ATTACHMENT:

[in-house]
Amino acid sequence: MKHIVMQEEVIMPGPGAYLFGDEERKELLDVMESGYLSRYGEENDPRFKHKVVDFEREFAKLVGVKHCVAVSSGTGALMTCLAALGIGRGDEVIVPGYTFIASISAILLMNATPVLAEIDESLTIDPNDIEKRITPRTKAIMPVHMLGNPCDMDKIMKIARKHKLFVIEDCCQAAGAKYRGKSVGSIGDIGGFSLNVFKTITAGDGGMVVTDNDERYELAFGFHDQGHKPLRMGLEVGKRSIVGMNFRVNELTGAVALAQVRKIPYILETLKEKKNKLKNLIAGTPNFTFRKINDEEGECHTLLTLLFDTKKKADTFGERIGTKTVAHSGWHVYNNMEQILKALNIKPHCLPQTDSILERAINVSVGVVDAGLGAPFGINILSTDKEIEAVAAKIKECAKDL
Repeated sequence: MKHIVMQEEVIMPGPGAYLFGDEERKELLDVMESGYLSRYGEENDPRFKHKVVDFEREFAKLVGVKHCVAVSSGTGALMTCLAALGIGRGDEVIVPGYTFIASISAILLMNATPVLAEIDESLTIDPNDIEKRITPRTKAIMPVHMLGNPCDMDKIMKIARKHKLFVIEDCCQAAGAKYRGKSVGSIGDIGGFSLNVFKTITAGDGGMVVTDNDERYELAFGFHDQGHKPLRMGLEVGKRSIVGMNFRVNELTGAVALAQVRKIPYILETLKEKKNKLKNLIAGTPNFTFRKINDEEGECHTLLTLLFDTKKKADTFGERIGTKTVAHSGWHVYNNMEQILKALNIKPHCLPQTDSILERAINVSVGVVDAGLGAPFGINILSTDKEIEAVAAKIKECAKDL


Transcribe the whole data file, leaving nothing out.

[in-house]
Amino acid sequence: MKHIVMQEEVIMPGPGAYLFGDEERKELLDVMESGYLSRYGEENDPRFKHKVVDFEREFAKLVGVKHCVAVSSGTGALMTCLAALGIGRGDEVIVPGYTFIASISAILLMNATPVLAEIDESLTIDPNDIEKRITPRTKAIMPVHMLGNPCDMDKIMKIARKHKLFVIEDCCQAAGAKYRGKSVGSIGDIGGFSLNVFKTITAGDGGMVVTDNDERYELAFGFHDQGHKPLRMGLEVGKRSIVGMNFRVNELTGAVALAQVRKIPYILETLKEKKNKLKNLIAGTPNFTFRKINDEEGECHTLLTLLFDTKKKADTFGERIGTKTVAHSGWHVYNNMEQILKALNIKPHCLPQTDSILERAINVSVGVVDAGLGAPFGINILSTDKEIEAVAAKIKECAKDL
Repeated sequence: MKHIVMQEEVIMPGPGAYLFGDEERKELLDVMESGYLSRYGEENDPRFKHKVVDFEREFAKLVGVKHCVAVSSGTGALMTCLAALGIGRGDEVIVPGYTFIASISAILLMNATPVLAEIDESLTIDPNDIEKRITPRTKAIMPVHMLGNPCDMDKIMKIARKHKLFVIEDCCQAAGAKYRGKSVGSIGDIGGFSLNVFKTITAGDGGMVVTDNDERYELAFGFHDQGHKPLRMGLEVGKRSIVGMNFRVNELTGAVALAQVRKIPYILETLKEKKNKLKNLIAGTPNFTFRKINDEEGECHTLLTLLFDTKKKADTFGERIGTKTVAHSGWHVYNNMEQILKALNIKPHCLPQTDSILERAINVSVGVVDAGLGAPFGINILSTDKEIEAVAAKIKECAKDL